Humanity’s overconsumption of earth’s resources brings up fears that future generation’s will suffer from a lack of natural resources. To help raise awareness of human consumption environmentalists began holding an annual event called Earth Overshoot Day. The actual day of the event changes as the more resources consumed, the earlier the day is marked, and the more the damage and bigger the ecological debt. What is this day and what ecological debt is this?
According to the Global Footprint Network, which is the founder of the Earth Overshoot Day, the day marks when humans on earth have used more of nature’s resources than the planet can renew within that year. It is similar to running out of the budget when a project is midway, which creates a planet and project that is unsustainable.
The year’s Earth Overshoot Day was marked on August 2, the earliest ever since it began to be observed annually in the 1970s. It has been coming earlier with each consecutive year, which according to the Global Footprint Network reveals a trend that will make the earth uninhabitable for future generations, unless consumption patterns change.
After the earth’s natural resource budget for the year is used up, humanity is forced, essentially, to dig into its stocks for the future which leads to more carbon dioxide (CO2) produced than can be absorbed. According to Global Footprint Network, unsustainable practices such as overfishing, overharvesting, cutting down of forests and increased emission of CO2 leads to the accelerated depletion of resources. We are currently using the earth at 1.7 times faster than it can renew itself.
“Fires are raging in the western United States. On the other side of the world, residents in Cape Town have had to slash water consumption in half since 2015. These are the consequences of busting the ecological budget of our one and only planet,” said Mathis Wackernagel, CEO of the Global Footprint Network. His statement was in reference to the California fires of 2018 which have destroyed more than 200,000 acres of land and Cape Town’s acute shortage of water which is blamed on climate change.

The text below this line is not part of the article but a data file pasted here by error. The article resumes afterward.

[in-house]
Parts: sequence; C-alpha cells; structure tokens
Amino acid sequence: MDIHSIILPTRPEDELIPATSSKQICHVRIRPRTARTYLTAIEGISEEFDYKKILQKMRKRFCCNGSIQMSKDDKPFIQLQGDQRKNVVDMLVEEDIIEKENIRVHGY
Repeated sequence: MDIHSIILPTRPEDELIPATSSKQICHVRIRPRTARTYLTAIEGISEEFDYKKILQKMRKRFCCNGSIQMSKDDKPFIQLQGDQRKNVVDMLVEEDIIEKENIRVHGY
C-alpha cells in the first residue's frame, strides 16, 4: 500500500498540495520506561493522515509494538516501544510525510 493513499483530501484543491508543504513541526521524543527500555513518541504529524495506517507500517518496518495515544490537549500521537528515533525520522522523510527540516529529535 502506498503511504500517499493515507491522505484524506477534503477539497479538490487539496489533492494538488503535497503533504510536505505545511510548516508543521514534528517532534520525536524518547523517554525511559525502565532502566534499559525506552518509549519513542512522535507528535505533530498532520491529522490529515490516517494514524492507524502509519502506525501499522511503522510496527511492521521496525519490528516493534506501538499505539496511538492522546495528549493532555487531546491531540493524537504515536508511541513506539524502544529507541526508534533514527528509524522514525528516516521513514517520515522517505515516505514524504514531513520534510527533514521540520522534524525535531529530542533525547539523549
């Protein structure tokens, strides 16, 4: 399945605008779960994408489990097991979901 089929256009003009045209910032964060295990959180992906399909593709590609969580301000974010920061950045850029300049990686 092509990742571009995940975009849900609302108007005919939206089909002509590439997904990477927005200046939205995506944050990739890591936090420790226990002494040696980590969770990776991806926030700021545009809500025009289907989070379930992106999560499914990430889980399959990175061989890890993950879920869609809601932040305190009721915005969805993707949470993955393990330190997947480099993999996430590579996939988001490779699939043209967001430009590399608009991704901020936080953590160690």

“Our current economies are running a Ponzi scheme with our planet. We are borrowing the earth’s future resources to operate our economies in the present. Like any Ponzi scheme, this works for some time, but as nations, companies or households dig themselves deeper and deeper into debt, they eventually fall apart,” added Mathis.
Using #MoveTheDate as a hashtag campaign, the organization hopes to get everyone on board in reversing the dangerous trend and moving the Earth Overshoot date backward. It projects that if 50 percent of meat consumption on earth was replaced with a vegetarian diet, the overshoot date would be moved by 5 days. And if emission of CO2 into the atmosphere was cut by 50 percent, the overshoot date would be moved by 93 days.
The report by Global Footprint Network came just before another study by a team of international scientists was published in the Proceedings of the National Academy of Sciences (PNAS) where they said that even if the recommendations of the Paris Agreement on climate change were met, the earth will still enter a state they call “Hothouse Earth”.
According to the study, the Hothouse Earth effect means the earth will assume a persistently hot climate averaging at “4-5o C higher than pre-industrial temperatures and the sea level will be 10-60 meters higher than today.”
Calling for urgent acceleration in efforts towards achieving an emission free global economy, Will Steffen, the lead author of the study said, “Human emissions of greenhouse gas are not the sole determinant of temperature on earth. Our study suggests that human induced global warming of 2o C may trigger other earth system processes, often called ‘feedbacks’, that can drive further warming even if we stop emitting greenhouse gases.”
“Avoiding this scenario requires a redirection of human actions from exploitation to stewardship of the earth system,” Steffen added.